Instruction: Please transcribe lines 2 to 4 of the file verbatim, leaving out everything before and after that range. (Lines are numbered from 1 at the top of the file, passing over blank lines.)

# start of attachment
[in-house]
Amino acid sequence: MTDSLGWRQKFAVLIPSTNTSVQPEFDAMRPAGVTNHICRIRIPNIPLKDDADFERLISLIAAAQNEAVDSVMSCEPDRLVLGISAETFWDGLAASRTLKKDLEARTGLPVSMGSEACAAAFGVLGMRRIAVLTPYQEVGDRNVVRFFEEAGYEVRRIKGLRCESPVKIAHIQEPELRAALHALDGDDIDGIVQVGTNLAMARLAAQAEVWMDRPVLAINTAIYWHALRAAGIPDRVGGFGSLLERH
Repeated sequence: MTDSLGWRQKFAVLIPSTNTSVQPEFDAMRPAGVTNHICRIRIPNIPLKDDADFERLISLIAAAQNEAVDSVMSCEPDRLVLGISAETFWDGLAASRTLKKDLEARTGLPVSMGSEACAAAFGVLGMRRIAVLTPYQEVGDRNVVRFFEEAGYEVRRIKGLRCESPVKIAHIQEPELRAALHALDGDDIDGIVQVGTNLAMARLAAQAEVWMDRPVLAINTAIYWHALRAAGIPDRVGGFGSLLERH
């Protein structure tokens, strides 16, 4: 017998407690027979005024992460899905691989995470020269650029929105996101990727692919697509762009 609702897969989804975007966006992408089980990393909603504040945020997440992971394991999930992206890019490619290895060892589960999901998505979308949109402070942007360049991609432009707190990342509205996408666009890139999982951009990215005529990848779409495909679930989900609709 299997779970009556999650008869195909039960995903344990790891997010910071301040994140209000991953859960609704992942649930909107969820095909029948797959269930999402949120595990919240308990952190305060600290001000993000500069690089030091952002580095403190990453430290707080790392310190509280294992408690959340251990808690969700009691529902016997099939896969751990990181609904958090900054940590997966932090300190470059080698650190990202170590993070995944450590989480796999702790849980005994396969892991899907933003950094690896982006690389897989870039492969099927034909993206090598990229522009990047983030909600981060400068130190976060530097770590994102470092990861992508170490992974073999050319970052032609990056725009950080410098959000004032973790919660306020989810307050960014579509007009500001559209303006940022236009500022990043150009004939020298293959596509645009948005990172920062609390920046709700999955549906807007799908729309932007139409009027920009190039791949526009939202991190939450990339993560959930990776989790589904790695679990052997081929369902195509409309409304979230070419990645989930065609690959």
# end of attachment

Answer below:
Amino acid sequence: MTDSLGWRQKFAVLIPSTNTSVQPEFDAMRPAGVTNHICRIRIPNIPLKDDADFERLISLIAAAQNEAVDSVMSCEPDRLVLGISAETFWDGLAASRTLKKDLEARTGLPVSMGSEACAAAFGVLGMRRIAVLTPYQEVGDRNVVRFFEEAGYEVRRIKGLRCESPVKIAHIQEPELRAALHALDGDDIDGIVQVGTNLAMARLAAQAEVWMDRPVLAINTAIYWHALRAAGIPDRVGGFGSLLERH
Repeated sequence: MTDSLGWRQKFAVLIPSTNTSVQPEFDAMRPAGVTNHICRIRIPNIPLKDDADFERLISLIAAAQNEAVDSVMSCEPDRLVLGISAETFWDGLAASRTLKKDLEARTGLPVSMGSEACAAAFGVLGMRRIAVLTPYQEVGDRNVVRFFEEAGYEVRRIKGLRCESPVKIAHIQEPELRAALHALDGDDIDGIVQVGTNLAMARLAAQAEVWMDRPVLAINTAIYWHALRAAGIPDRVGGFGSLLERH
């Protein structure tokens, strides 16, 4: 017998407690027979005024992460899905691989995470020269650029929105996101990727692919697509762009 609702897969989804975007966006992408089980990393909603504040945020997440992971394991999930992206890019490619290895060892589960999901998505979308949109402070942007360049991609432009707190990342509205996408666009890139999982951009990215005529990848779409495909679930989900609709 299997779970009556999650008869195909039960995903344990790891997010910071301040994140209000991953859960609704992942649930909107969820095909029948797959269930999402949120595990919240308990952190305060600290001000993000500069690089030091952002580095403190990453430290707080790392310190509280294992408690959340251990808690969700009691529902016997099939896969751990990181609904958090900054940590997966932090300190470059080698650190990202170590993070995944450590989480796999702790849980005994396969892991899907933003950094690896982006690389897989870039492969099927034909993206090598990229522009990047983030909600981060400068130190976060530097770590994102470092990861992508170490992974073999050319970052032609990056725009950080410098959000004032973790919660306020989810307050960014579509007009500001559209303006940022236009500022990043150009004939020298293959596509645009948005990172920062609390920046709700999955549906807007799908729309932007139409009027920009190039791949526009939202991190939450990339993560959930990776989790589904790695679990052997081929369902195509409309409304979230070419990645989930065609690959």